A few years ago, I was scraping by in Manhattan, overdrafting left and right on my checking account like it was going out of style.
I was sort of on the way to becoming financially solvent— Wasn’t paying rent on time the first step? I certainly thought so.
Back then, money matters were a haze to me, as they seem to be to the millions of people who get by day-to-day with nary a thought about their future.
Today’s news that low-income people are fleeing the big banks in droves due to onerous fees is not surprising, given that everything counts in small amounts when you’re struggling.
But while so much needs to be done on the banking and jobs front, there are still some ways to make the most of your shoddy finances. What I’ve learned over the years, and what one of my favourite bloggers, J.D. Roth, often discusses on his blog, is that one of the first steps to getting a positive cash flow is eliminating the things that don’t matter from your budget so you can spend on the things that do matter.
This means cancelling cable (or Netflix) if you don’t watch it, saying no to the booze-soaked brunches when you’re too tired to attend, and trading a night on the town for a walk in the park.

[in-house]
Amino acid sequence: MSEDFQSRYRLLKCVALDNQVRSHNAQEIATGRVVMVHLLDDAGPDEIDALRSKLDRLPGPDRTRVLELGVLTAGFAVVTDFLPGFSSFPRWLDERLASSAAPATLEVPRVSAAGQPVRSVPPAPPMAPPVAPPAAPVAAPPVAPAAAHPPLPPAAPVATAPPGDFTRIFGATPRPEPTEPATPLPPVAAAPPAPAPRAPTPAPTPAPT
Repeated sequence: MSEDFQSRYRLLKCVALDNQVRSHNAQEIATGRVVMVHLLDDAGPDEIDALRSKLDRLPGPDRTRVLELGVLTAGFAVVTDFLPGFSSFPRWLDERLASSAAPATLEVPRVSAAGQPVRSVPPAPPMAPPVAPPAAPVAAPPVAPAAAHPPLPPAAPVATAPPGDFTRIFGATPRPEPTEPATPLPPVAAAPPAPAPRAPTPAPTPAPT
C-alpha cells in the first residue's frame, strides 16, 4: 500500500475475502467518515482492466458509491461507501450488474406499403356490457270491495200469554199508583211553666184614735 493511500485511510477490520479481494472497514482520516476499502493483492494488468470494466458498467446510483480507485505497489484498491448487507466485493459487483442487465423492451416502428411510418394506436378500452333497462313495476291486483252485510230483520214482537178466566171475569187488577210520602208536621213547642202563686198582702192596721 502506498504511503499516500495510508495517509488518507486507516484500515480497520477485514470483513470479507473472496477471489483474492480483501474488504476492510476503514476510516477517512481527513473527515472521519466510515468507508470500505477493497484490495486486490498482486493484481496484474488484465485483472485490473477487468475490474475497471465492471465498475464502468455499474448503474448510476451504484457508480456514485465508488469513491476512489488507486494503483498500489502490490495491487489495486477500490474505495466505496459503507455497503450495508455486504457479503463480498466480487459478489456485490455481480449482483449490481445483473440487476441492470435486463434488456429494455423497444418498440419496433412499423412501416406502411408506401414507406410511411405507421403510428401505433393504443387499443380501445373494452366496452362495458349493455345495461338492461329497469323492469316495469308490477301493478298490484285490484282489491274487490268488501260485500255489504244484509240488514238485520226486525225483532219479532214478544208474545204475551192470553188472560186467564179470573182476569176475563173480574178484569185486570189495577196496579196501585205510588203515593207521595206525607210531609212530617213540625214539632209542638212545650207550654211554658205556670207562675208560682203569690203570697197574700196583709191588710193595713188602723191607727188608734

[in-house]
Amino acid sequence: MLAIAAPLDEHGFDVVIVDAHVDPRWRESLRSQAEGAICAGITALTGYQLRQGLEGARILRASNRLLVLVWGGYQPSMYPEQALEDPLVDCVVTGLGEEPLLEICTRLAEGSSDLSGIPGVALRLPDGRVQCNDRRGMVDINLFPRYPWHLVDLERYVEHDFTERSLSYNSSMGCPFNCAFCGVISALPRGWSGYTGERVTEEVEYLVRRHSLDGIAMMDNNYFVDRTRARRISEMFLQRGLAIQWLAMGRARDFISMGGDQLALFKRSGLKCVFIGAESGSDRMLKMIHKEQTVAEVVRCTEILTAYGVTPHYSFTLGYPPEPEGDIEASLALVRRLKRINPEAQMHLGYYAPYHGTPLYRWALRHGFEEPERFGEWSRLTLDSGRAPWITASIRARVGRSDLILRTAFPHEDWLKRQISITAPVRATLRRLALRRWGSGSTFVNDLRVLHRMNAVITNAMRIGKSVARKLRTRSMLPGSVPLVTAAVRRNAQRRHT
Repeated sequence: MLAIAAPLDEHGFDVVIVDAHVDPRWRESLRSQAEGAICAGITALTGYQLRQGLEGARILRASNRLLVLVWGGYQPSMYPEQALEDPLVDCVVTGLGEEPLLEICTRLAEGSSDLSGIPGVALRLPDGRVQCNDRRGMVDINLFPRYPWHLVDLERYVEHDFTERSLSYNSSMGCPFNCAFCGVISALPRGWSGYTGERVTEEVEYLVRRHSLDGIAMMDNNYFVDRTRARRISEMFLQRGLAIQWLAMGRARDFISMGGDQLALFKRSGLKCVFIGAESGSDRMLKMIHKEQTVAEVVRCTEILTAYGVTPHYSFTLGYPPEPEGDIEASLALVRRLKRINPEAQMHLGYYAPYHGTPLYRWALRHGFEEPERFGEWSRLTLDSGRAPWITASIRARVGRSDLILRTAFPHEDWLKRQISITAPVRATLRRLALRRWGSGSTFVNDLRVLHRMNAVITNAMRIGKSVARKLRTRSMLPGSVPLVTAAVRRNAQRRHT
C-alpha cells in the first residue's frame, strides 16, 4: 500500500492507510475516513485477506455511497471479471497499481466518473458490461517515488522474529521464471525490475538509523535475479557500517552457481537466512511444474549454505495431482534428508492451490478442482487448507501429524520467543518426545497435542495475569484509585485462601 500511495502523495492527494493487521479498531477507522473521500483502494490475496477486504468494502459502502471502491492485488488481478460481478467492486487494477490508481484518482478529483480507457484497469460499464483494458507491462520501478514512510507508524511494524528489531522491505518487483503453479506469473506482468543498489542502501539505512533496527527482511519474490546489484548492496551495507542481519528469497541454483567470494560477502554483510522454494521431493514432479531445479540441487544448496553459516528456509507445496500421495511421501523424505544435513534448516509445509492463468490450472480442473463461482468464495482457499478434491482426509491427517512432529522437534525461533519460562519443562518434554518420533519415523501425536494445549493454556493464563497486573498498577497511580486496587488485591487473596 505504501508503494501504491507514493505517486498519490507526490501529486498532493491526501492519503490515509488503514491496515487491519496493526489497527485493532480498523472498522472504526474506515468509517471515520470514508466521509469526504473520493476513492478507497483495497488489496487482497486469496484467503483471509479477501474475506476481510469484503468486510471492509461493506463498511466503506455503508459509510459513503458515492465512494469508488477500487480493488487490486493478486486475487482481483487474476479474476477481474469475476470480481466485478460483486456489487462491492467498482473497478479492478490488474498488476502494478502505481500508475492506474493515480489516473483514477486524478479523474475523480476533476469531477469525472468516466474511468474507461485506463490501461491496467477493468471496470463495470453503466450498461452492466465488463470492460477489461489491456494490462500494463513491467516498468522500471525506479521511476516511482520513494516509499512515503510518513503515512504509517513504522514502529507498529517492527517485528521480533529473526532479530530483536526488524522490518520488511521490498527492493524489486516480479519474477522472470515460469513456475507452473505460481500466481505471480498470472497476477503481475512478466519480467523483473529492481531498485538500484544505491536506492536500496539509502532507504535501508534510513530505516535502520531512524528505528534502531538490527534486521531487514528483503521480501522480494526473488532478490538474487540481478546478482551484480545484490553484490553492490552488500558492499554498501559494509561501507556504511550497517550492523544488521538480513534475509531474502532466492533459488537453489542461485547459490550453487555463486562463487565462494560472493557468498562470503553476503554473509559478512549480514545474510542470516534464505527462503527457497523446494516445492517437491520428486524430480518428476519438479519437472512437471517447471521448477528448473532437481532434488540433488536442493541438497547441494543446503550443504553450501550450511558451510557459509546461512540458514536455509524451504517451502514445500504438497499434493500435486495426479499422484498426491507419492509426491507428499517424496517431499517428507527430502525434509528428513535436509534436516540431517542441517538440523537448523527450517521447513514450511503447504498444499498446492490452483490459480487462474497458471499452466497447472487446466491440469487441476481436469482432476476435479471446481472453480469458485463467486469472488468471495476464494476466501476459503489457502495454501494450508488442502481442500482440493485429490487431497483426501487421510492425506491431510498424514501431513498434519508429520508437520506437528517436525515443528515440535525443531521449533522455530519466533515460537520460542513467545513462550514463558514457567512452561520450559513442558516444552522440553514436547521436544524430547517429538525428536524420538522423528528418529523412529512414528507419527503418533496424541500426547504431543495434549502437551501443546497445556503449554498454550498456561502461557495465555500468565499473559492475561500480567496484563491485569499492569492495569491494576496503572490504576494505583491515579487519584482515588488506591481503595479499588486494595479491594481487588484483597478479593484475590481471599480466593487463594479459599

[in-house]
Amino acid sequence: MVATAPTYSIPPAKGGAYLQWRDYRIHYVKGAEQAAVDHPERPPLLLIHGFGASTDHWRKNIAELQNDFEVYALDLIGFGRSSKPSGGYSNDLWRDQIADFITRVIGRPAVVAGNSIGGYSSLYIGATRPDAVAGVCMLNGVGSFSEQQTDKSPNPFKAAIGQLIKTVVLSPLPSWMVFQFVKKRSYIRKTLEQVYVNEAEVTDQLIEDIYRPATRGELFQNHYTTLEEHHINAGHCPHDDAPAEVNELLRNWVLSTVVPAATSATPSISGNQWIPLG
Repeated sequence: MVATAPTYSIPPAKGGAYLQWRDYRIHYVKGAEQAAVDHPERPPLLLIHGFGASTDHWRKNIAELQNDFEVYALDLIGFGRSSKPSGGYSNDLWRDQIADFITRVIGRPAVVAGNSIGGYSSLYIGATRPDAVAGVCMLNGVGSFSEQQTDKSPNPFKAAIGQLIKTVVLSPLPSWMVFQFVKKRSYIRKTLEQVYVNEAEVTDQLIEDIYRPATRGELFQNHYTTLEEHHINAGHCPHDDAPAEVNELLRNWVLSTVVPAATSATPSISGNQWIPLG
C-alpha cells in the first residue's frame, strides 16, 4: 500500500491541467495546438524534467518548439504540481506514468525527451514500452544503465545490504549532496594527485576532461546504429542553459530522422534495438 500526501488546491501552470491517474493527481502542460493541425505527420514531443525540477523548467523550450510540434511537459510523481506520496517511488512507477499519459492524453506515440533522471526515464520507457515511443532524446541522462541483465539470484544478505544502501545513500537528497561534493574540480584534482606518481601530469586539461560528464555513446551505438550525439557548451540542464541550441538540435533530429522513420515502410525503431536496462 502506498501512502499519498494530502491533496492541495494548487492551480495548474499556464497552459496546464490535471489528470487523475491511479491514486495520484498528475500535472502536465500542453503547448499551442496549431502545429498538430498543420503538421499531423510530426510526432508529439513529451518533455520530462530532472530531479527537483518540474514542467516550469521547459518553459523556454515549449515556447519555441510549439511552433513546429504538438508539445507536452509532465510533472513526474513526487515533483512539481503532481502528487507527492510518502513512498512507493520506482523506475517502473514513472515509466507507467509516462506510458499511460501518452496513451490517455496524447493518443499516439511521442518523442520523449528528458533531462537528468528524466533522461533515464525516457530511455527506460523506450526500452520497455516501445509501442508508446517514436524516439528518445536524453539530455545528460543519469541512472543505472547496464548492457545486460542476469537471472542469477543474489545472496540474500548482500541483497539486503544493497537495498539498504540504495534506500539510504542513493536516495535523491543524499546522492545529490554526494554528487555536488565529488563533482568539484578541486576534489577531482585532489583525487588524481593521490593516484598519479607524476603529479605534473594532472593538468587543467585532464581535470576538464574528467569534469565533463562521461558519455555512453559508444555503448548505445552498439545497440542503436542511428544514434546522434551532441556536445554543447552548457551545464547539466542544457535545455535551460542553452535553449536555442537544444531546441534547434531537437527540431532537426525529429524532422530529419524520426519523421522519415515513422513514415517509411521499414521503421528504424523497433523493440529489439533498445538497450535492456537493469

Personally, ditching my Netflix subscription and cutting out those $40-a-pop brunches freed up a lot of cash I was frittering away. It helped me put more towards my emergency fund for Ringo, my wayward cat, and prioritise bills without having to scrounge up the cash last-minute, millennial style.
Ultimately, it’s all about prioritizing and values. I value Ringo’s health over unlimited bellinis. And travelling home to Texas, goofy as that state may be, means more to me than a night in with “30 Rock.”
Here are some ways to make conscious spending work for you:
Ask yourself if it can wait. Do you really need that chai latte/silk blouse/$10 falafel lunch right now? Especially when shopping, I like to put something on hold and wait a day. If I’m still thinking about it tomorrow, then I’ll go ahead and buy it.
Be honest about what’s driving the purchase. Is this really about craving falafels or … the clown who dumped you on Valentine’s day? (True story, not mine.) Emotional spending will not fill your needs.
Finally, here’s a great tip from Roth: “Is there something else I’d rather spend the money on?” Nothing motivates like realising you want something more! Whenever I’m about to get suckered to spend on crap, I try to ask myself what I’ll sacrifice down the line.
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